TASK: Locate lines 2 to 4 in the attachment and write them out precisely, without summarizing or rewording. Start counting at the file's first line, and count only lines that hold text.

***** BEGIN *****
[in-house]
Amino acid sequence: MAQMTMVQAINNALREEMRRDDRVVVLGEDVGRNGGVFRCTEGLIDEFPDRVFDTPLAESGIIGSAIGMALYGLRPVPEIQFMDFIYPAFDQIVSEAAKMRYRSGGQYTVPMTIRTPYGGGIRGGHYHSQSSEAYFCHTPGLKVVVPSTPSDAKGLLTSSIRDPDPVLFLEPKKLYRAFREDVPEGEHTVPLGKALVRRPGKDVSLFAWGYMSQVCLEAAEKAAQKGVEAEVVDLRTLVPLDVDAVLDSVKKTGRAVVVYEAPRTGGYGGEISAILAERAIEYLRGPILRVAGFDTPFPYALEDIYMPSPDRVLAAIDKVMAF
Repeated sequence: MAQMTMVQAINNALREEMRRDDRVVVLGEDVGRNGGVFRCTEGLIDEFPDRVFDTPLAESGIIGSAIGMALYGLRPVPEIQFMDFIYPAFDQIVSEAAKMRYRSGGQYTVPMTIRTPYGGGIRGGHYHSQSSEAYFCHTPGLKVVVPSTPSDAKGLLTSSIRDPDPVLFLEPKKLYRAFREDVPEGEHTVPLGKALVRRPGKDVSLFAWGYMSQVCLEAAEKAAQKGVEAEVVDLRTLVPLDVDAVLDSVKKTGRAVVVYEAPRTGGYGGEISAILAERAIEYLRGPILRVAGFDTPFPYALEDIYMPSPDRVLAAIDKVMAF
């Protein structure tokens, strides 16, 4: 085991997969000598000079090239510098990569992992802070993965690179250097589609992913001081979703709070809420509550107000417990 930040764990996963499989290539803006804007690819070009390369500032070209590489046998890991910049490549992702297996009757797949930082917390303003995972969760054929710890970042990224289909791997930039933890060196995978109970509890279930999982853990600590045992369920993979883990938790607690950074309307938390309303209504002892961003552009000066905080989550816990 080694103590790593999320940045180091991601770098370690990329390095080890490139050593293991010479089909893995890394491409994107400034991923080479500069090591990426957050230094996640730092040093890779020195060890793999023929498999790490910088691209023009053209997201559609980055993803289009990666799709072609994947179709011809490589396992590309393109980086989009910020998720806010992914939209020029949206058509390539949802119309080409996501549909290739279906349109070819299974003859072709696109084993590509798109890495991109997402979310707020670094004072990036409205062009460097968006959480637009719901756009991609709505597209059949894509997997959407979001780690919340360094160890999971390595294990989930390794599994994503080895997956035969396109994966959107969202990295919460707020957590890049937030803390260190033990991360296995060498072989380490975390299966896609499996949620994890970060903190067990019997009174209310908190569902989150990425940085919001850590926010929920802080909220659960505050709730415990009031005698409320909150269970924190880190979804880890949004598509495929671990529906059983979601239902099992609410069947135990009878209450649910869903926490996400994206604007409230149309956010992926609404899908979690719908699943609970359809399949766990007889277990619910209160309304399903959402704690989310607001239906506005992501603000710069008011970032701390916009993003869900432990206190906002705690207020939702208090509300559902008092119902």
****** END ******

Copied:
Amino acid sequence: MAQMTMVQAINNALREEMRRDDRVVVLGEDVGRNGGVFRCTEGLIDEFPDRVFDTPLAESGIIGSAIGMALYGLRPVPEIQFMDFIYPAFDQIVSEAAKMRYRSGGQYTVPMTIRTPYGGGIRGGHYHSQSSEAYFCHTPGLKVVVPSTPSDAKGLLTSSIRDPDPVLFLEPKKLYRAFREDVPEGEHTVPLGKALVRRPGKDVSLFAWGYMSQVCLEAAEKAAQKGVEAEVVDLRTLVPLDVDAVLDSVKKTGRAVVVYEAPRTGGYGGEISAILAERAIEYLRGPILRVAGFDTPFPYALEDIYMPSPDRVLAAIDKVMAF
Repeated sequence: MAQMTMVQAINNALREEMRRDDRVVVLGEDVGRNGGVFRCTEGLIDEFPDRVFDTPLAESGIIGSAIGMALYGLRPVPEIQFMDFIYPAFDQIVSEAAKMRYRSGGQYTVPMTIRTPYGGGIRGGHYHSQSSEAYFCHTPGLKVVVPSTPSDAKGLLTSSIRDPDPVLFLEPKKLYRAFREDVPEGEHTVPLGKALVRRPGKDVSLFAWGYMSQVCLEAAEKAAQKGVEAEVVDLRTLVPLDVDAVLDSVKKTGRAVVVYEAPRTGGYGGEISAILAERAIEYLRGPILRVAGFDTPFPYALEDIYMPSPDRVLAAIDKVMAF
């Protein structure tokens, strides 16, 4: 085991997969000598000079090239510098990569992992802070993965690179250097589609992913001081979703709070809420509550107000417990 930040764990996963499989290539803006804007690819070009390369500032070209590489046998890991910049490549992702297996009757797949930082917390303003995972969760054929710890970042990224289909791997930039933890060196995978109970509890279930999982853990600590045992369920993979883990938790607690950074309307938390309303209504002892961003552009000066905080989550816990 080694103590790593999320940045180091991601770098370690990329390095080890490139050593293991010479089909893995890394491409994107400034991923080479500069090591990426957050230094996640730092040093890779020195060890793999023929498999790490910088691209023009053209997201559609980055993803289009990666799709072609994947179709011809490589396992590309393109980086989009910020998720806010992914939209020029949206058509390539949802119309080409996501549909290739279906349109070819299974003859072709696109084993590509798109890495991109997402979310707020670094004072990036409205062009460097968006959480637009719901756009991609709505597209059949894509997997959407979001780690919340360094160890999971390595294990989930390794599994994503080895997956035969396109994966959107969202990295919460707020957590890049937030803390260190033990991360296995060498072989380490975390299966896609499996949620994890970060903190067990019997009174209310908190569902989150990425940085919001850590926010929920802080909220659960505050709730415990009031005698409320909150269970924190880190979804880890949004598509495929671990529906059983979601239902099992609410069947135990009878209450649910869903926490996400994206604007409230149309956010992926609404899908979690719908699943609970359809399949766990007889277990619910209160309304399903959402704690989310607001239906506005992501603000710069008011970032701390916009993003869900432990206190906002705690207020939702208090509300559902008092119902």